It is quite apparent that the apostles used the word ‘anointing’ here in the sense of an invisible internal action of the Holy Spirit on the anointed person’s soul. However, it is natural to ask why they called the effect of ‘anointing’ spiritual? This term might indicate an external action that serves as a visible sign of the anointing Spirit, similar to the way baptism is called ‘bathing’ because of the external character of this sacrament, that is immersion in water. Such a conclusion is very logical and probable, and from it we can conclude that the apostles not only ‘laid hands’ on the newly baptized people themselves, but they also anointed them, thus performing the sacraments that they transferred to bishops and priests. This is the same reasoning how the bishops and priests read certain prayers that the very apostles also recited. (Acts 8:15) All these elements exist in today’s Orthodox Church since the times of the apostles…”
As an evangelical Christian who asserts that the Orthodox sacrament of chrismation was not practiced in the first century Church, this author expresses his heartfelt gratitude to Mr. Milin for the claims stated above. Namely, although the quote cites the word “anointing” (presumably he uses this as evidence that the Apostles practiced chrismation, the physical anointing with oil), Milin added a sentence which deserves particular emphasis. He said it was “quite apparent that the apostles used the word ‘anointing’ in the sense of an invisible internal action of the Holy Spirit.” Thus, he suggests that is not totally safe to assume that this meant that someone was physically “anointed”!
The words of the Lord Jesus lead us to an identical conclusion. In John 16:7-15, He calls the Holy Spirit the “Spirit of Truth” to believers who receive it as a “guide to all truth” (v.13). This passage relates to Milin’s citation of the text in 1 John 2:20 and 27, which speaks of the “anointing” that keeps believers from spiritual apostasy and the acceptance of false teaching. So, the anointing that keeps the faithful away from apostasy is the Holy Spirit, and the anointing in the Old Testament was His visible symbol. Milin still believes that it is quite natural to wonder “why they called the effect of ‘anointing’ spiritual?” The answer to this question is very simple! As it is obvious, the apostles used
Old Testament symbols of such things that were able to describe the invisible spiritual reality of the New Testament. After all, they wrote epistles to Christians who read the Scriptures, which at that time consisted only of the books of the Old Testament. So, for example, the Old Testament in many places mentions in addition to anointing things such as circumcision and offering sacrifices. Although things such as circumcision and sacrificial offerings no longer existed in the New Testament Church (unlike the Old Testament), the apostles mention these actions to other as types of the spiritual reality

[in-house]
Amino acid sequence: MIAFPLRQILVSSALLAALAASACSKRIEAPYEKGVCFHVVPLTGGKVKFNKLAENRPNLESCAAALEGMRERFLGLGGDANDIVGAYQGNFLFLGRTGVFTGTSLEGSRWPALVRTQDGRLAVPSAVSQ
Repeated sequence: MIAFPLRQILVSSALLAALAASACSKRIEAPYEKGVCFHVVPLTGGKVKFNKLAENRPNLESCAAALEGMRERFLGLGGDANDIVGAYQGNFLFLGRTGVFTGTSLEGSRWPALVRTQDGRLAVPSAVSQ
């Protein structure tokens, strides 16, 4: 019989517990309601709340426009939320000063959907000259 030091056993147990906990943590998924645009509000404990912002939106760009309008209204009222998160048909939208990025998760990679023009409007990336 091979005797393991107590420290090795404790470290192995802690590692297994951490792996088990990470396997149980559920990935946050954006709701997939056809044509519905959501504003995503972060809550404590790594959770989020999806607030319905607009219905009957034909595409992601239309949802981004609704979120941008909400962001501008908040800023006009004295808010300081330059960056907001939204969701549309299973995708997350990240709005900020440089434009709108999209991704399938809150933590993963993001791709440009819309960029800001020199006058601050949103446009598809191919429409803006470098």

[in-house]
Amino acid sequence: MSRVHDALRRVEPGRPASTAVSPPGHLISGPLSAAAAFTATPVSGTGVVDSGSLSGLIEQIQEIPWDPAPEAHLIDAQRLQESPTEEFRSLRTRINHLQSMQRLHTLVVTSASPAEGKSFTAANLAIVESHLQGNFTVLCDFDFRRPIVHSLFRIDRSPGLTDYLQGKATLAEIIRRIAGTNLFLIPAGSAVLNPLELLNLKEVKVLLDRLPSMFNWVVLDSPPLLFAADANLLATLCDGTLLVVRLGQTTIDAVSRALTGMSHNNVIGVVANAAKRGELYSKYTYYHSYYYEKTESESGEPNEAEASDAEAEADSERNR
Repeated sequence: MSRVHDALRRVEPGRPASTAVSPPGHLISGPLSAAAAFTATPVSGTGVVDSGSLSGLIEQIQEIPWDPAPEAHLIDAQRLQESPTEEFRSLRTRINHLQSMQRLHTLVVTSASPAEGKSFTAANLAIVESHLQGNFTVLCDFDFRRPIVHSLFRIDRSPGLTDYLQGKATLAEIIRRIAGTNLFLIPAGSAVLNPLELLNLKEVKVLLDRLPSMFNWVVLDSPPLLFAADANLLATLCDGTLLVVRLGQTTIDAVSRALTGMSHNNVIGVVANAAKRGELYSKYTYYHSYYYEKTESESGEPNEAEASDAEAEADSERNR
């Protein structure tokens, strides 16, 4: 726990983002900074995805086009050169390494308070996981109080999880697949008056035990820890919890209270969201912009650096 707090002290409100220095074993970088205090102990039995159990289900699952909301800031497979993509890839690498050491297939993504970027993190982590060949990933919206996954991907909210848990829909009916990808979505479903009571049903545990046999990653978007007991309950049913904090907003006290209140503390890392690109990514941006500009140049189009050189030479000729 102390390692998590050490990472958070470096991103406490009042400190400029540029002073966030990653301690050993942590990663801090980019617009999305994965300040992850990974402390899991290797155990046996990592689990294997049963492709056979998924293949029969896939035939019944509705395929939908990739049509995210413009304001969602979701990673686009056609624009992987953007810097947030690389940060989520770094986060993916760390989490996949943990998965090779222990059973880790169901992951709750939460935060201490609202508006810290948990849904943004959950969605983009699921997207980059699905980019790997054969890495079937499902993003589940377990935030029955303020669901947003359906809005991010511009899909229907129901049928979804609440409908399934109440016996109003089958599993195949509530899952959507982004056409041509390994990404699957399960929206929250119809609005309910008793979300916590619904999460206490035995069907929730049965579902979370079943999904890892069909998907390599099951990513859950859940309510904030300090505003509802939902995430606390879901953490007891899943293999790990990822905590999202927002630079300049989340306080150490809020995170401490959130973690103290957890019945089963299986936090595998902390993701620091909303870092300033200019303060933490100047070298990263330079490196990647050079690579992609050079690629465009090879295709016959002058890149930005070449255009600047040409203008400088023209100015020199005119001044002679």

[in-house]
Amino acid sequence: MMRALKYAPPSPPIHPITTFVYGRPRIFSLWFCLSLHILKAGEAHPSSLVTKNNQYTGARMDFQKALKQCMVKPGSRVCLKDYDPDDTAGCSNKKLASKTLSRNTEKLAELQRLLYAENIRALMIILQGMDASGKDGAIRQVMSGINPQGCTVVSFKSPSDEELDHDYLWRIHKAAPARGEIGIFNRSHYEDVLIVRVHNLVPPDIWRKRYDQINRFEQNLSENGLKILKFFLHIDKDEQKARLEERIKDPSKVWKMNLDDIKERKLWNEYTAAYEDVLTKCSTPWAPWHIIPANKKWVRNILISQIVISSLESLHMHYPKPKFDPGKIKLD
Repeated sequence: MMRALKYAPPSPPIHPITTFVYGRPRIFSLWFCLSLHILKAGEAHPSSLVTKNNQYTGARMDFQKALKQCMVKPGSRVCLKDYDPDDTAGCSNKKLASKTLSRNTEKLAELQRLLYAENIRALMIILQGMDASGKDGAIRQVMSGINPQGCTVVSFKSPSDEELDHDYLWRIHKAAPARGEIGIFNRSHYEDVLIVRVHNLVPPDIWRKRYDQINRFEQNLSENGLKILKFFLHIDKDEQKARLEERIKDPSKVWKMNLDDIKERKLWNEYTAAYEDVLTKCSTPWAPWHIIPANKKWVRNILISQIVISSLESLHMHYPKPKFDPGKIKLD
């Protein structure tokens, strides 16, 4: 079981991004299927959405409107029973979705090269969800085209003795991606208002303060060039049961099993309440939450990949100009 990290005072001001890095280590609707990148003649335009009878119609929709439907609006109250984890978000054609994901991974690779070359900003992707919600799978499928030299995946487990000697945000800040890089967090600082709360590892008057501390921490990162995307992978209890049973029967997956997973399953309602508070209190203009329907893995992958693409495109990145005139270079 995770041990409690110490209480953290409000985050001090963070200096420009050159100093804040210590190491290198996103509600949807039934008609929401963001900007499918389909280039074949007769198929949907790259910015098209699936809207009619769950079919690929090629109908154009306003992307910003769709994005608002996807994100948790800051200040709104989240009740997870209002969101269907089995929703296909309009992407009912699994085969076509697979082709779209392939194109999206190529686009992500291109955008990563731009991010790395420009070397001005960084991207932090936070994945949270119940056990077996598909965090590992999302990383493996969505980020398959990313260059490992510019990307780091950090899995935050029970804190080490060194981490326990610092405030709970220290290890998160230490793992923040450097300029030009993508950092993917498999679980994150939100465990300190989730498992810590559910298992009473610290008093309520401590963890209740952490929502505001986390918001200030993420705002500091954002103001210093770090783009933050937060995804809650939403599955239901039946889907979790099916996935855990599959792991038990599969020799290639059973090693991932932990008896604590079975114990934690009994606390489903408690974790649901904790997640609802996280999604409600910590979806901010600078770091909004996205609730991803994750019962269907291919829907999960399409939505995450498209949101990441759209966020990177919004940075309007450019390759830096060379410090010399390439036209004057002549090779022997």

of Christian ministry:
“In him you were also circumcised, in the putting off of the sinful nature, not with a circumcision done by the hands of men but with the circumcision done by Christ, having been buried with him in baptism and raised with him through your faith in the power of God, who raised him from the dead.”
“But even if I am being poured out like a drink offering on the sacrifice and service coming from your faith, I am glad and rejoice with all of you.”
“I have received full payment and even more; I am amply supplied, now that I have received from Epaphroditus the gifts you sent. They are a fragrant offering, an acceptable sacrifice, pleasing to God.”
All of these citations and explanations reveal the answer to Milin’s question regarding the Old Testament term “anointing” with the purpose of the invisible action of the Holy Spirit in the life of the New Testament Christian. Moreover, from the terse text that Milin offers, one realizes that even this Orthodox apologist cannot be certain if the Scriptures actually substantiate the idea that the activities of the Holy Spirit are carried out by physical anointing with oil! Despite the Scriptures cited above that show how New Testament writers used Old Testament concepts in a spiritual, not physical, sense for Christians today, this priest of the Serbian Orthodox Church has the bravado to assert later that “such a conclusion is very logical and probable”. Milin boasts that in addition to the apostles laying hands and anonting newly baptized believers, or even that they transferred this practice to others (assuming we allow the possibility that they personally did not do such work), the apostles certainly commanded this practice to their successors – the bishops and priests of the Orthodox Church. At the end of his discussion with the Protestants and “sectarians” who believe that the sacrament of chrismation after baptism is unnecessary and unfounded on the Scriptures, and besides all the uncertainty in presenting their claims to defend this “sacrament”, Milin concluded the following:
“(a) It is not true that the sacrament of chrismation has no basis in Scripture. The citation above clearly shows that it is based on the Holy Scriptures. (b) It is not true that the sacrament of chrismation after baptism is unnecessary. If the apostles performed chrismation, and the Holy Scriptures clearly show us that they did, then the apostles considered it obligatory. This is a further indication that the sectarian interpretation is contrary to Scripture.”
However, all these verses of Scripture and even data from church history prove the truth that completely contradicts Milin’s conclusions. The “sacrament of chrismation” has no basis in first century apostolic doctrine and practice. Instead, chrismation arose as a later development through many centuries, shaped by “Sacred Traditon”, that is, the teaching of the “Holy Fathers”.